Bangkok climate talks see uneven progress

Says UN executive secy at its concluding ceremony

Staff Correspondent

11 September, 2018 12:00 AM printer

Executive Secretary of the United Nations Climate Change, Patricia Espinosa, has said the Bangkok Climate Change Talks has got uneven progress.

“In Bangkok, there has been uneven progress on the elements of the climate change regime that countries are working towards.”

Espinosa, a Mexican, said this at the concluding day of the climate chance talks on Monday held in Bangkok, says a press release.

It has been discussed on the guidelines that will tell the world how to implement the Paris Climate Change Agreement.

The implementation guidelines have been under negotiation since 2016 and set to adopt at the annual climate change conference, COP24, to be held in Katowice, Poland in December.

The Paris Agreement’s provisions that countries are working towards operationalising include increased action to deal with the impacts of climate change and increased and transparent support for developing country action in the form of finance, technology cooperation and capacity-building.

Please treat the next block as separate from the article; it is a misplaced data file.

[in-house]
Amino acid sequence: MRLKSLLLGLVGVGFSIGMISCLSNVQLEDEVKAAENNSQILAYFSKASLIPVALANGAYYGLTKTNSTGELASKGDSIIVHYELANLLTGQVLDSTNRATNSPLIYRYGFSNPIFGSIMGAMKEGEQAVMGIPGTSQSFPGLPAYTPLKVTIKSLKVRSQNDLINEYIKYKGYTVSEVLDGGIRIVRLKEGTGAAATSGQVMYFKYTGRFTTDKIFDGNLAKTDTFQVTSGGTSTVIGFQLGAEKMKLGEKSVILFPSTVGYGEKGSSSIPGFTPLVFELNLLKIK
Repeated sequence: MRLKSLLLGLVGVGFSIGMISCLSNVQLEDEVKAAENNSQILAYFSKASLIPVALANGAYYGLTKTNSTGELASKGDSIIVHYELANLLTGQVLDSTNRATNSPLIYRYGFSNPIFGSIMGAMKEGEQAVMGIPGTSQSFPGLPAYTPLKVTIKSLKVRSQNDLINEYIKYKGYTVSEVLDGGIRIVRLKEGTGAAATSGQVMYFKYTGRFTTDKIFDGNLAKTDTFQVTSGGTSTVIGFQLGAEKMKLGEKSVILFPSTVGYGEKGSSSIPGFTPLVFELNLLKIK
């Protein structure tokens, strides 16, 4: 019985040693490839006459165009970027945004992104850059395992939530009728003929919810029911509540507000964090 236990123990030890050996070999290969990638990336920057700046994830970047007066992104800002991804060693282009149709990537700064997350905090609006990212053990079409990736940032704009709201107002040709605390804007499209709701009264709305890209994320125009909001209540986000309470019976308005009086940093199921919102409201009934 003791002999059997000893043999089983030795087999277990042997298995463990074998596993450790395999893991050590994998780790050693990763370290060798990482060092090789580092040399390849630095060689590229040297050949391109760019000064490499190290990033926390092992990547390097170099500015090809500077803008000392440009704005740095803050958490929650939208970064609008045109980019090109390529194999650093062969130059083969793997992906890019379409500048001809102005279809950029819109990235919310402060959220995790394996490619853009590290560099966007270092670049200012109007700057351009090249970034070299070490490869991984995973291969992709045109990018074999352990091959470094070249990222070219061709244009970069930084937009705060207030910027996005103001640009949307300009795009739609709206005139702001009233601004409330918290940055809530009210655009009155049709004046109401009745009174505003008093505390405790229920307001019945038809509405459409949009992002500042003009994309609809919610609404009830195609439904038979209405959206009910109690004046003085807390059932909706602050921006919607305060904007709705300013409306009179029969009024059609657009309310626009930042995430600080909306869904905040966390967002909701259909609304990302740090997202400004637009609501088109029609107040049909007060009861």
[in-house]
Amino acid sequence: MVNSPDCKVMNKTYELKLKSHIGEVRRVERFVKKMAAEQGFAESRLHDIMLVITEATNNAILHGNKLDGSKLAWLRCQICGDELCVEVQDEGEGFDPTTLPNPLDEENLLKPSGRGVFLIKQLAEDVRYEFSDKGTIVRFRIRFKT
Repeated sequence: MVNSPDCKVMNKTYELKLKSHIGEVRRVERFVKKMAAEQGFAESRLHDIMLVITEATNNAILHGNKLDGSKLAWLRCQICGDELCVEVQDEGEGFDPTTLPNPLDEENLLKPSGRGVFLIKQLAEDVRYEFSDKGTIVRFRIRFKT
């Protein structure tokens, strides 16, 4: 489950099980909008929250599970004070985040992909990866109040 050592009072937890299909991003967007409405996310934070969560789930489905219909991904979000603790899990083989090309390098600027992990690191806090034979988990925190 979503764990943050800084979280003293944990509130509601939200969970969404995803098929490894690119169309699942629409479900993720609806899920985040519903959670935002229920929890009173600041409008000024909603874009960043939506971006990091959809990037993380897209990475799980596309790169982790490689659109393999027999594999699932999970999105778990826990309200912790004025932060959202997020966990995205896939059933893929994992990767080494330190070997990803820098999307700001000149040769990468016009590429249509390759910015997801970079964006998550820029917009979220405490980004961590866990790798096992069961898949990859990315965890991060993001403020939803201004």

“In preparation for COP24, it will be critical to achieve balance across all issues. This is important because all parts of the regime need to function together in an inter-connected manner,” Espinosa underlined. 

Countries have been grappling with how to reflect the contributions and responsibilities of developed and developing countries given their different national circumstances.

“The Paris Agreement strikes a delicate balance to bring all countries together. We must recognise that countries have different realities at home. They have different levels of economic and social development that lead to different national situations,” she said.

“This needs to be reflected in the implementation guidelines of the Paris Agreement. This calls for a political solution, but time is running short. Leaders need to engage and help solve these issues well in advance of COP24,” she urged.

This year, the world has witnessed flood-related deaths, livelihoods wiped out by droughts and expensive infrastructure lost across large stretches of the developed and the developing world.